if carillion cannot be saved or restructured, the consultants ey have been put on notice to take over as administrators, a precautionary measure which the government and thousands of staff hope will not be needed. earlierjoe lynam explained to me the extent of carillion‘s financial problems. i think their appetite for contracts was bigger than their belly, to put it bluntly. basically, to apply for these giant contracts, uk wide, to run prisons and school and mod facilities and build hs2, you need to have scale. so they built up scale by being a genuine construction company and engineering giant. so smaller companies are kind of precluded from applying for those gigs. what happened is they bid for these massive contracts, won them, promising that they would do a certain amount of work within a certain amount of time to the government. but the income flow has been much less than they told their banks, so they borrowed money from their banks to apply for these contracts and franchises, and the income flow back through has
not really been what they had expected and that is what got them into a situation where they now owe their banks £900 million. and we'll find out how this story — and many others — are covered in tomorrow's front pages at 10:30 and 11:30pm this evening in the papers. 0ur guestsjoining me tonight are anne ashworth, associate editor at the times, and the playwright and writer at the new european, bonnie greer. the african union has demanded an apology from president trump after he reportedly used a crude term to describe nations on the continent. it was apparently made during an oval office meeting on immigration with members of congress. the union, which represents 55 african countries, expressed its "shock, dismay and outrage" and said the trump administration misunderstood africans. 0ur north america correspondent peter bowes reports. it has been an extraordinary week, even by donald trump's standards. it ended with a medical, a routine checkup that
all presidents undergo and word from mr trump's doctor that the commander in chief is in excellent health. but the past two days have seen the president mired in controversy, as donald trump arrives in florida to spend the weekend at his golf resort, the international community is still fuming over his alleged use of crude language to describe african countries. as the african union, we were quite appalled and infuriated, outraged, by the comments. and for a country like the united states, which is a valued partner for the africans, this is quite a shock. from the united nations in geneva came the stiffest of rebukes. these are shocking and shameful comments from the president of the united states. i'm sorry but there's no other word one can use but racist. you cannot dismiss entire countries and continents. the allegation has gone unanswered by the president.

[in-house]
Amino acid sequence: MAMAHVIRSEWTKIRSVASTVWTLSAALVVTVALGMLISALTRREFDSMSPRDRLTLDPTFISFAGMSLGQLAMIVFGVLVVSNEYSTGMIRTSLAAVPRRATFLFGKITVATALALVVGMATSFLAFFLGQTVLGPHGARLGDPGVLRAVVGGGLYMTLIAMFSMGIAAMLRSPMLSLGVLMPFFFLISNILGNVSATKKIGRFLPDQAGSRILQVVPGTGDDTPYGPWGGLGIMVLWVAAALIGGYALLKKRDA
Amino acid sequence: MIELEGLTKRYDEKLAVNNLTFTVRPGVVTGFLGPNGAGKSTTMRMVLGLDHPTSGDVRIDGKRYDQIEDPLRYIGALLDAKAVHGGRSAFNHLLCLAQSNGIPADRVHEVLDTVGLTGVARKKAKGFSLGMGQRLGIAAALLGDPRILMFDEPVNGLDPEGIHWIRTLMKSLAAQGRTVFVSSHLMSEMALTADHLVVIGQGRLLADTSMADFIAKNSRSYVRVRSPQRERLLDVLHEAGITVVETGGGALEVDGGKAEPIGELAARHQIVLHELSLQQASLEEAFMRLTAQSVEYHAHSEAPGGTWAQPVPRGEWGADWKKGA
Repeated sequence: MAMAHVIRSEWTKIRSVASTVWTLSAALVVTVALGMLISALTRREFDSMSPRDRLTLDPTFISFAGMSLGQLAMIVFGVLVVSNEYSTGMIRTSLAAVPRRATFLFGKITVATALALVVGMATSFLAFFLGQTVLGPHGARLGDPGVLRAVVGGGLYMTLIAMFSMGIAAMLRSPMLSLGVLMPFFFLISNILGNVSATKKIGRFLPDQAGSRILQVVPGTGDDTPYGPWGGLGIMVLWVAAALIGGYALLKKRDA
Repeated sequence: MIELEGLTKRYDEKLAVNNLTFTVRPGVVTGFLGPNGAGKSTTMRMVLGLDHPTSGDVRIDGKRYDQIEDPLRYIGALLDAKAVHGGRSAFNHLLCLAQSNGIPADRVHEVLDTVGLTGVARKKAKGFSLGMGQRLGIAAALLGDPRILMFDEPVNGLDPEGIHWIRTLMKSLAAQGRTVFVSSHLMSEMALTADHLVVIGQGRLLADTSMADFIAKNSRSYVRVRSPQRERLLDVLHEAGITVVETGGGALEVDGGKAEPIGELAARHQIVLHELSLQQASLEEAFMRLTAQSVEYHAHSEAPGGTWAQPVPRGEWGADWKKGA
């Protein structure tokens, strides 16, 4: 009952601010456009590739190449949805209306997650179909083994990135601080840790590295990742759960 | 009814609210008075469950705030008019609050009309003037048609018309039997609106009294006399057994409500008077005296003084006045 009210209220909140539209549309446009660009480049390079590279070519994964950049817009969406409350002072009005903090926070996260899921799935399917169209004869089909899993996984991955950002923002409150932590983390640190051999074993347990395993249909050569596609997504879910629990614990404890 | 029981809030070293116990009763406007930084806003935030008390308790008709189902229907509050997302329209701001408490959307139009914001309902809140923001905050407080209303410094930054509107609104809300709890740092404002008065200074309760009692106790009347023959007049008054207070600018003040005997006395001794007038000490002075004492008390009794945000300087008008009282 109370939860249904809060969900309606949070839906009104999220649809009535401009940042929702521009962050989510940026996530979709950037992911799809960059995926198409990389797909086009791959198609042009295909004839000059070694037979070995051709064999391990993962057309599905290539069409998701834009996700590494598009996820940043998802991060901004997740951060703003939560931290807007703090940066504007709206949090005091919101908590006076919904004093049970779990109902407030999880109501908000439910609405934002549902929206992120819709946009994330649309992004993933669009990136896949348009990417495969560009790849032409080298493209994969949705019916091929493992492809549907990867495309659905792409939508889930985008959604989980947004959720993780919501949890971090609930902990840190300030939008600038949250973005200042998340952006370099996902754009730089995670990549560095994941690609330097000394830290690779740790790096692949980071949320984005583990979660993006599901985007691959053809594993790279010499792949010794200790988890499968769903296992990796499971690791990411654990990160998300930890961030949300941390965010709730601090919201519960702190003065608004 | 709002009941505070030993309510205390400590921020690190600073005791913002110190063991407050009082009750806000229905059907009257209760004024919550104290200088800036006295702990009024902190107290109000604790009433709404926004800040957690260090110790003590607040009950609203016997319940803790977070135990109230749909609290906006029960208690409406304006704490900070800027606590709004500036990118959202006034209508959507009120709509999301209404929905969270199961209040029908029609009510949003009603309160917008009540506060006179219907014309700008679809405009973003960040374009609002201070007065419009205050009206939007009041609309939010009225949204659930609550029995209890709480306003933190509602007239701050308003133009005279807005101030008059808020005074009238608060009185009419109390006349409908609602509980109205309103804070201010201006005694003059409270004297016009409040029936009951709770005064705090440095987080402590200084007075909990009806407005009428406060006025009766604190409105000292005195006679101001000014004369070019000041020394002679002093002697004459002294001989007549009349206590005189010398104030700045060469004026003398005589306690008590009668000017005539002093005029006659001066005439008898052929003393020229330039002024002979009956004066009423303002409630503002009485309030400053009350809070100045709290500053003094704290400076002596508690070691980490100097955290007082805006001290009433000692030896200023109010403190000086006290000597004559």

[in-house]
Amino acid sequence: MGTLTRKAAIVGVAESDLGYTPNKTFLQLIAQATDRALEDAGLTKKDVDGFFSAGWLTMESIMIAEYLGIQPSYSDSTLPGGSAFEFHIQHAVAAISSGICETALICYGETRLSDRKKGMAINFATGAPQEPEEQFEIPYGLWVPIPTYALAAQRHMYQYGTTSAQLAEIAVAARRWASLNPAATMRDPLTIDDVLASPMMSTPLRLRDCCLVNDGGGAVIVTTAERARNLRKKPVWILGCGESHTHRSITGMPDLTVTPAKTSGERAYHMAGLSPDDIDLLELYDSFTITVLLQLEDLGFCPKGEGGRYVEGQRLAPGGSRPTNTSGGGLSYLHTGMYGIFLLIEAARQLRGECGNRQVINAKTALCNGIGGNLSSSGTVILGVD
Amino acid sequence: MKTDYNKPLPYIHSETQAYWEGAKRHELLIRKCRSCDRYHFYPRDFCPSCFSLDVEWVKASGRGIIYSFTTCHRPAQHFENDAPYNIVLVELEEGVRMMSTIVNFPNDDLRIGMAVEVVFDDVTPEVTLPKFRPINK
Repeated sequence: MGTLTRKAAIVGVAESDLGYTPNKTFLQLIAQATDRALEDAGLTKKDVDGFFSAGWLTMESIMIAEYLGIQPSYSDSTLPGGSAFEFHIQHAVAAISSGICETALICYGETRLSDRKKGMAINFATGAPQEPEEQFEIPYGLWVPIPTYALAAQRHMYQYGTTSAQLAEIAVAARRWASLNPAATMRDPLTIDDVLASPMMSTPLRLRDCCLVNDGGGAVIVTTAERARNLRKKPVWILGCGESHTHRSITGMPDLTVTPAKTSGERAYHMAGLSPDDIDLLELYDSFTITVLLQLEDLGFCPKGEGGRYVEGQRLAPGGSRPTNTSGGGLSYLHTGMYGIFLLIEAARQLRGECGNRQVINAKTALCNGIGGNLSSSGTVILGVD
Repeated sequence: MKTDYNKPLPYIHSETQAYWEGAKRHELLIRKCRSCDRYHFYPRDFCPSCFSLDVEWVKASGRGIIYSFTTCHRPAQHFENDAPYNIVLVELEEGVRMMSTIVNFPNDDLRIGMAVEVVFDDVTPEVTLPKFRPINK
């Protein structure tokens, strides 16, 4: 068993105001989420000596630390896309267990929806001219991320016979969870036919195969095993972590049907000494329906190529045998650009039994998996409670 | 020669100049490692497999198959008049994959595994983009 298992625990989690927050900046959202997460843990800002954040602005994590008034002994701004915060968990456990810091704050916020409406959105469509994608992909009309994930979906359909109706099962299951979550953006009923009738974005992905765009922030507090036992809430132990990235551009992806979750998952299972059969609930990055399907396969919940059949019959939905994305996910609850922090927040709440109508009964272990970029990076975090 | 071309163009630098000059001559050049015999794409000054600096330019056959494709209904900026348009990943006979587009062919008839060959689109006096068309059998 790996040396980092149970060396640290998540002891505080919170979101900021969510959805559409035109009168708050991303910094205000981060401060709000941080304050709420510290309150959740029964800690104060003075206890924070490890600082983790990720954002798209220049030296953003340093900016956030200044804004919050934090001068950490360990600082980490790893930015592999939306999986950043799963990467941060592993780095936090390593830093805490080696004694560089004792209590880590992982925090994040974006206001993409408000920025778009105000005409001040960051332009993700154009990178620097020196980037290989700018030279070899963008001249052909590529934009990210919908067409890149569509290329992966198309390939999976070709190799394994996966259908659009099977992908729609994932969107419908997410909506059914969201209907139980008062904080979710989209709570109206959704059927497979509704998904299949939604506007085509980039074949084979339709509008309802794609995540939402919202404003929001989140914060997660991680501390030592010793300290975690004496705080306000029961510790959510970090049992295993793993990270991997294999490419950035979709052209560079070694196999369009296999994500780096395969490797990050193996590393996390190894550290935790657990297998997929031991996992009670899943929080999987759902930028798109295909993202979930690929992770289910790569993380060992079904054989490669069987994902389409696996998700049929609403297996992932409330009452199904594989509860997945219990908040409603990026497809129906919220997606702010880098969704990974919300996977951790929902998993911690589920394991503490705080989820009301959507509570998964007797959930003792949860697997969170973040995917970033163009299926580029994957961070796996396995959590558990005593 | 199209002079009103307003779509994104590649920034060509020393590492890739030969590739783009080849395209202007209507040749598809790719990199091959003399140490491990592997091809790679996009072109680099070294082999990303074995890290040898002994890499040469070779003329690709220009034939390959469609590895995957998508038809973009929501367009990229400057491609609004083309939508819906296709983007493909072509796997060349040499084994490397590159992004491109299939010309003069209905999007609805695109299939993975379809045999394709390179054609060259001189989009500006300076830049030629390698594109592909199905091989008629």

he had an opportunity at this ceremony in celebration of martin luther king. but it was awkward. after signing a proclamation in honour of the civil rights leader, mr trump dodged the most uncomfortable of questions. mr president, are you a racist? the president left without responding. he'd earlier tweeted that he'd used tough language in a meeting with senators but not the derogatory language attributed to him. peter bowes, bbc news. staying with the us. president has been briefed after residents in hawaii mistakenly received an emergency alert, and the warning people there was an inbound ballistic missile threat. the text message urged people to take shelter due to the threat of an incoming ballistic missile — and added ‘this is not a drill‘. but it was later revealed to be a false alarm. a full investigation is to begin by the fcc.